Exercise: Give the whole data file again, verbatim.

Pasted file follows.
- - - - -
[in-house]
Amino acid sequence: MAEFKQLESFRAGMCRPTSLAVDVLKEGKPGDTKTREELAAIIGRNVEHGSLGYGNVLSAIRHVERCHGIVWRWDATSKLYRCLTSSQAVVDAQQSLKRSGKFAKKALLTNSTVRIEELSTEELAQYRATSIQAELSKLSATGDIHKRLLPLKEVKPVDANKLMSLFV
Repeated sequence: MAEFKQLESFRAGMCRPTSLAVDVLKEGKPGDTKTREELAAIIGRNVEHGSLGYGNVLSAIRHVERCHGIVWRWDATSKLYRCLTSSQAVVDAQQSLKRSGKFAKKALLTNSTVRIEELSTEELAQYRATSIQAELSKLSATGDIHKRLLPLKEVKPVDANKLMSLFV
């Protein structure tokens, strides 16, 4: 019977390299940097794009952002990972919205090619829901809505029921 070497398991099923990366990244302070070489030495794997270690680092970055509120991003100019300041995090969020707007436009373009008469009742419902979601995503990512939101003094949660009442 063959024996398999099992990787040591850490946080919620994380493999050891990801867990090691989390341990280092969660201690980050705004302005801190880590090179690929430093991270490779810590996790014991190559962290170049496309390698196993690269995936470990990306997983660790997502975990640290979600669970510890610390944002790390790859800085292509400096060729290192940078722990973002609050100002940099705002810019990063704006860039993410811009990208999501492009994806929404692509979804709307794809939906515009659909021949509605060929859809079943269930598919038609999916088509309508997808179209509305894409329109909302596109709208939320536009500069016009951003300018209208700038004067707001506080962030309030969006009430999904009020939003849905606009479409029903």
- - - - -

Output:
[in-house]
Amino acid sequence: MAEFKQLESFRAGMCRPTSLAVDVLKEGKPGDTKTREELAAIIGRNVEHGSLGYGNVLSAIRHVERCHGIVWRWDATSKLYRCLTSSQAVVDAQQSLKRSGKFAKKALLTNSTVRIEELSTEELAQYRATSIQAELSKLSATGDIHKRLLPLKEVKPVDANKLMSLFV
Repeated sequence: MAEFKQLESFRAGMCRPTSLAVDVLKEGKPGDTKTREELAAIIGRNVEHGSLGYGNVLSAIRHVERCHGIVWRWDATSKLYRCLTSSQAVVDAQQSLKRSGKFAKKALLTNSTVRIEELSTEELAQYRATSIQAELSKLSATGDIHKRLLPLKEVKPVDANKLMSLFV
């Protein structure tokens, strides 16, 4: 019977390299940097794009952002990972919205090619829901809505029921 070497398991099923990366990244302070070489030495794997270690680092970055509120991003100019300041995090969020707007436009373009008469009742419902979601995503990512939101003094949660009442 063959024996398999099992990787040591850490946080919620994380493999050891990801867990090691989390341990280092969660201690980050705004302005801190880590090179690929430093991270490779810590996790014991190559962290170049496309390698196993690269995936470990990306997983660790997502975990640290979600669970510890610390944002790390790859800085292509400096060729290192940078722990973002609050100002940099705002810019990063704006860039993410811009990208999501492009994806929404692509979804709307794809939906515009659909021949509605060929859809079943269930598919038609999916088509309508997808179209509305894409329109909302596109709208939320536009500069016009951003300018209208700038004067707001506080962030309030969006009430999904009020939003849905606009479409029903």